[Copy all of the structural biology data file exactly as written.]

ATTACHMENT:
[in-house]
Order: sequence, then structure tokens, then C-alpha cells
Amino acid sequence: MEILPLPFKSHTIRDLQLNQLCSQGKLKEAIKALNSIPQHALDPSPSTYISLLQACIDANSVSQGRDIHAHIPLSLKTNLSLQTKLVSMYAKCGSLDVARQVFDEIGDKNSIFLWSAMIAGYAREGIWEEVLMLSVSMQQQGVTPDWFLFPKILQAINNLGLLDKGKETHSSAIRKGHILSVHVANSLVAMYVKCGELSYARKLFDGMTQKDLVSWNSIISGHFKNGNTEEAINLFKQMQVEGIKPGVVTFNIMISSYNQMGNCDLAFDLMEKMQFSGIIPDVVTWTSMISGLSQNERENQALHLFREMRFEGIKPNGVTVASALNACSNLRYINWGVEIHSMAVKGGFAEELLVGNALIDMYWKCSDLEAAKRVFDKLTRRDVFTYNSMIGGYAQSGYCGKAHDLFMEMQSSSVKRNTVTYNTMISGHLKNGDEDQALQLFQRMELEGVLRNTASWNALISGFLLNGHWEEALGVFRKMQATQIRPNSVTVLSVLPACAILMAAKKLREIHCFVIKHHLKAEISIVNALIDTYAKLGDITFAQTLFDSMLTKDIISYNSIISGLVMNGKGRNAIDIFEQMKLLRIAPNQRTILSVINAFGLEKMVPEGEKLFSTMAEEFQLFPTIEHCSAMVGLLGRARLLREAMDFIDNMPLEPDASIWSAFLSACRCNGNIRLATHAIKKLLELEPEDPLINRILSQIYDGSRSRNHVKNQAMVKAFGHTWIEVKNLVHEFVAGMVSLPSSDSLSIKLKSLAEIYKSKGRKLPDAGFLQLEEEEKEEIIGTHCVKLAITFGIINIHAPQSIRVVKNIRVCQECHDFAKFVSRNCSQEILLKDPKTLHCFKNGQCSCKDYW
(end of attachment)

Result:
[in-house]
Order: sequence, then structure tokens, then C-alpha cells
Amino acid sequence: MEILPLPFKSHTIRDLQLNQLCSQGKLKEAIKALNSIPQHALDPSPSTYISLLQACIDANSVSQGRDIHAHIPLSLKTNLSLQTKLVSMYAKCGSLDVARQVFDEIGDKNSIFLWSAMIAGYAREGIWEEVLMLSVSMQQQGVTPDWFLFPKILQAINNLGLLDKGKETHSSAIRKGHILSVHVANSLVAMYVKCGELSYARKLFDGMTQKDLVSWNSIISGHFKNGNTEEAINLFKQMQVEGIKPGVVTFNIMISSYNQMGNCDLAFDLMEKMQFSGIIPDVVTWTSMISGLSQNERENQALHLFREMRFEGIKPNGVTVASALNACSNLRYINWGVEIHSMAVKGGFAEELLVGNALIDMYWKCSDLEAAKRVFDKLTRRDVFTYNSMIGGYAQSGYCGKAHDLFMEMQSSSVKRNTVTYNTMISGHLKNGDEDQALQLFQRMELEGVLRNTASWNALISGFLLNGHWEEALGVFRKMQATQIRPNSVTVLSVLPACAILMAAKKLREIHCFVIKHHLKAEISIVNALIDTYAKLGDITFAQTLFDSMLTKDIISYNSIISGLVMNGKGRNAIDIFEQMKLLRIAPNQRTILSVINAFGLEKMVPEGEKLFSTMAEEFQLFPTIEHCSAMVGLLGRARLLREAMDFIDNMPLEPDASIWSAFLSACRCNGNIRLATHAIKKLLELEPEDPLINRILSQIYDGSRSRNHVKNQAMVKAFGHTWIEVKNLVHEFVAGMVSLPSSDSLSIKLKSLAEIYKSKGRKLPDAGFLQLEEEEKEEIIGTHCVKLAITFGIINIHAPQSIRVVKNIRVCQECHDFAKFVSRNCSQEILLKDPKTLHCFKNGQCSCKDYW